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Subject: Re: [Qemu-devel] [virtio-dev] [PATCH v3 0/7] Vhost-pci for inter-VM communication

On 12/07/2017 02:31 PM, Stefan Hajnoczi wrote:
On Thu, Dec 7, 2017 at 3:57 AM, Wei Wang <wei.w.wang@intel.com> wrote:
On 12/07/2017 12:27 AM, Stefan Hajnoczi wrote:
On Wed, Dec 6, 2017 at 4:09 PM, Wang, Wei W <wei.w.wang@intel.com> wrote:
On Wednesday, December 6, 2017 9:50 PM, Stefan Hajnoczi wrote:
On Tue, Dec 05, 2017 at 11:33:09AM +0800, Wei Wang wrote:
Vhost-pci is a point-to-point based inter-VM communication solution.
This patch series implements the vhost-pci-net device setup and
emulation. The device is implemented as a virtio device, and it is set
up via the vhost-user protocol to get the neessary info (e.g the
memory info of the remote VM, vring info).

Currently, only the fundamental functions are implemented. More
features, such as MQ and live migration, will be updated in the future.

The DPDK PMD of vhost-pci has been posted to the dpdk mailinglist here:
I have asked questions about the scope of this feature.  In particular,
I think
it's best to support all device types rather than just virtio-net.  Here
is a
design document that shows how this can be achieved.

What I'm proposing is different from the current approach:
1. It's a PCI adapter (see below for justification) 2. The vhost-user
protocol is
exposed by the device (not handled 100% in
     QEMU).  Ultimately I think your approach would also need to do this.

I'm not implementing this and not asking you to implement it.  Let's
just use
this for discussion so we can figure out what the final vhost-pci will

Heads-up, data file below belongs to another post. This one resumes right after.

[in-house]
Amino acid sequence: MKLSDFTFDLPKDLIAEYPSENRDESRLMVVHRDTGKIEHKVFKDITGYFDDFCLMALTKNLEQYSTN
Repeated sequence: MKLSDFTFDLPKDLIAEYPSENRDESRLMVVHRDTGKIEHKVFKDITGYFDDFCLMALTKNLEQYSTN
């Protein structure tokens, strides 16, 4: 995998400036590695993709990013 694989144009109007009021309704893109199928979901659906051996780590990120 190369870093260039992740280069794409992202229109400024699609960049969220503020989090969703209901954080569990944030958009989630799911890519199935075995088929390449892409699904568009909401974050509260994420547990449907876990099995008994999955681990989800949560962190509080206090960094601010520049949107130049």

look like.

Please let me know what you think, Wei, Michael, and others.

Thanks for sharing the thoughts. If I understand it correctly, the key
difference is that this approach tries to relay every vhost-user msg to the
guest. I'm not sure about the benefits of doing this.
To make data plane (i.e. driver to send/receive packets) work, I think,
mostly, the memory info and vring info are enough. Other things like callfd,
kickfd don't need to be sent to the guest, they are needed by QEMU only for
the eventfd and irqfd setup.
Handling the vhost-user protocol inside QEMU and exposing a different
interface to the guest makes the interface device-specific.  This will
cause extra work to support new devices (vhost-user-scsi,
vhost-user-blk).  It also makes development harder because you might
have to learn 3 separate specifications to debug the system (virtio,
vhost-user, vhost-pci-net).

If vhost-user is mapped to a PCI device then these issues are solved.

I intend to have a different opinion about this:

1) Even relaying the msgs to the guest, QEMU still need to handle the msg
first, for example, it needs to decode the msg to see if it is the ones
(e.g. SET_MEM_TABLE, SET_VRING_KICK, SET_VRING_CALL) that should be used for
the device setup (e.g. mmap the memory given via SET_MEM_TABLE). In this
case, we will be likely to have 2 slave handlers - one in the guest, another
in QEMU device.
In theory the vhost-pci PCI adapter could decide not to relay certain
messages.  As explained in the document, I think it's better to relay
everything because some messages that only carry an fd still have a

It has its meaning, which is useful for the device setup, but that's not useful for the guest. I think the point is most of the mgs are not useful for the guest.

IMHO, the relay mechanism is useful when

1) the QEMU slave handler doesn't need to process the messages at all (receive and directly pass on to the guest)